TOKYO (Reuters) - Japanese manufacturing deteriorated for a third month in July, a revised survey showed on Thursday, offering another sign of how trade protectionism and slower global growth are denting the economy.
The final Jibun Bank Japan Manufacturing Purchasing Managers’ Index (PMI) was up a notch at a seasonally adjusted 49.4 compared to 49.3 in June, but stayed below the 50.0 threshold that separates contraction from expansion for a third month.
The July final reading edged down from the preliminary 49.6.
Factory output contracted for a seventh month and slipped at the fastest pace in four months, suggesting the production slump hitting the export-reliant economy was firmly taking hold.
“Forward-looking survey indicators suggest that manufacturers in Japan are set for another difficult quarter, as firms scaled down stocks and input purchasing to keep a lid on costs,” said Joe Hayes, economist at IHS Markit, which compiles the survey.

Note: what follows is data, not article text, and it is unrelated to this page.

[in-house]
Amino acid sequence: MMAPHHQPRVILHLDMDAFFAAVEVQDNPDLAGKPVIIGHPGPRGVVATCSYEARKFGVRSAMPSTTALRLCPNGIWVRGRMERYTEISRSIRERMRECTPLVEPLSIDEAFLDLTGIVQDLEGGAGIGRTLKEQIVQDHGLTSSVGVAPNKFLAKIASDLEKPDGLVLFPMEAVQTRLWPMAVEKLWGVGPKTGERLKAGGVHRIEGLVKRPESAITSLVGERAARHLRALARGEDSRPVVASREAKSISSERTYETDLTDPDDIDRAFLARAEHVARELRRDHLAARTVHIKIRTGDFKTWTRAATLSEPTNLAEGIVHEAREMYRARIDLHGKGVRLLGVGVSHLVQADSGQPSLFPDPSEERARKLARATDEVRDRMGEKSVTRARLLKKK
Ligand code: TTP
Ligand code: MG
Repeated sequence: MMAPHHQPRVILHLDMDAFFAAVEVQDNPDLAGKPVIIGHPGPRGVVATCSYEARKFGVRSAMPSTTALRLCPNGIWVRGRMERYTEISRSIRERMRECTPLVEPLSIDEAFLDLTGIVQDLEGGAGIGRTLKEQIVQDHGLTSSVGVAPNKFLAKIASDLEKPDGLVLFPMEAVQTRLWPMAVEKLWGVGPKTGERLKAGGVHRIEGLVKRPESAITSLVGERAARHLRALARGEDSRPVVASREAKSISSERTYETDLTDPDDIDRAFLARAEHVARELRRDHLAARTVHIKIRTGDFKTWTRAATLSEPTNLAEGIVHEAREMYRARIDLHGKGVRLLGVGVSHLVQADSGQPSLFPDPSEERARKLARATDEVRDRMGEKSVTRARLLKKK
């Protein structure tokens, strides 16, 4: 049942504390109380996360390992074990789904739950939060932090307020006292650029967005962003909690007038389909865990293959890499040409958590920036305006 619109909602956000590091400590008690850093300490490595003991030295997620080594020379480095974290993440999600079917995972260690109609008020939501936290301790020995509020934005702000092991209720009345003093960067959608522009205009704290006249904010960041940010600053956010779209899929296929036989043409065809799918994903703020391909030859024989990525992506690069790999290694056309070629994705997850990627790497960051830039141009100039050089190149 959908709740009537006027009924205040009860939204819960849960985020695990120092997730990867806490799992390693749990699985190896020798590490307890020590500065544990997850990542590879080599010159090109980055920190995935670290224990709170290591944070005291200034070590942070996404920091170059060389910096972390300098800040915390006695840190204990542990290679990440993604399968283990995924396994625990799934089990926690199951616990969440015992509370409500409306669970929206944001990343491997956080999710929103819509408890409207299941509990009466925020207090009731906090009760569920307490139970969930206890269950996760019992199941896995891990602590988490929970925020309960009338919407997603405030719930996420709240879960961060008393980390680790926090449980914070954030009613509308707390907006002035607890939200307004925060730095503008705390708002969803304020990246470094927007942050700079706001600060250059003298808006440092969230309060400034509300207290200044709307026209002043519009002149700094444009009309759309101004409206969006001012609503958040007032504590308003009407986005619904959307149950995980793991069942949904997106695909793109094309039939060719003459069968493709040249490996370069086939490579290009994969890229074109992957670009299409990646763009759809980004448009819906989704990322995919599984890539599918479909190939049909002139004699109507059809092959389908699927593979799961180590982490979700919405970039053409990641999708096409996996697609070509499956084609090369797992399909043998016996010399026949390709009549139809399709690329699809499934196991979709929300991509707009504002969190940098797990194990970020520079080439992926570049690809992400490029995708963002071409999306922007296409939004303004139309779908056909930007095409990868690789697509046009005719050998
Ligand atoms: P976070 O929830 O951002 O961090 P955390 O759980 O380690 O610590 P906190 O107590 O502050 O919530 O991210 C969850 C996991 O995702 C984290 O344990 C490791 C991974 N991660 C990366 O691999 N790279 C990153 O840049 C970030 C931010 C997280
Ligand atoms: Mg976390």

The weakening July reading fits with official figures, such as for industrial production and exports, showing the economy is feeling the pinch from the U.S.-China trade standoff, slower Chinese growth and demand weakening globally.
Individual items in the PMI report further underlined the gloomy outlook for the world’s third-largest economy.
Total new orders and new export orders again showed shrinkage, at 48.1 and 47.6 respectively, though at a reduced pace compared with June.
Firms’ purchasing levels were at a three-year low due to the weakening output requirements and already-sufficient stock volumes.
“More signs that the manufacturing downturn has now become deeply rooted was apparent in prices data,” said IHS Markit’s Hayes.
“Output charges were reduced at the fastest pace in nearly three years amid increasing efforts to stimulate sluggish demand.”
Employment offered a slightly brighter picture, with the jobs index edging up to a three-month high, though backlogs of work hovered just off more than six-year lows touched in June.
Reporting by Daniel Leussink; Editing by Richard Borsuk
Our Standards: The Thomson Reuters Trust Principles.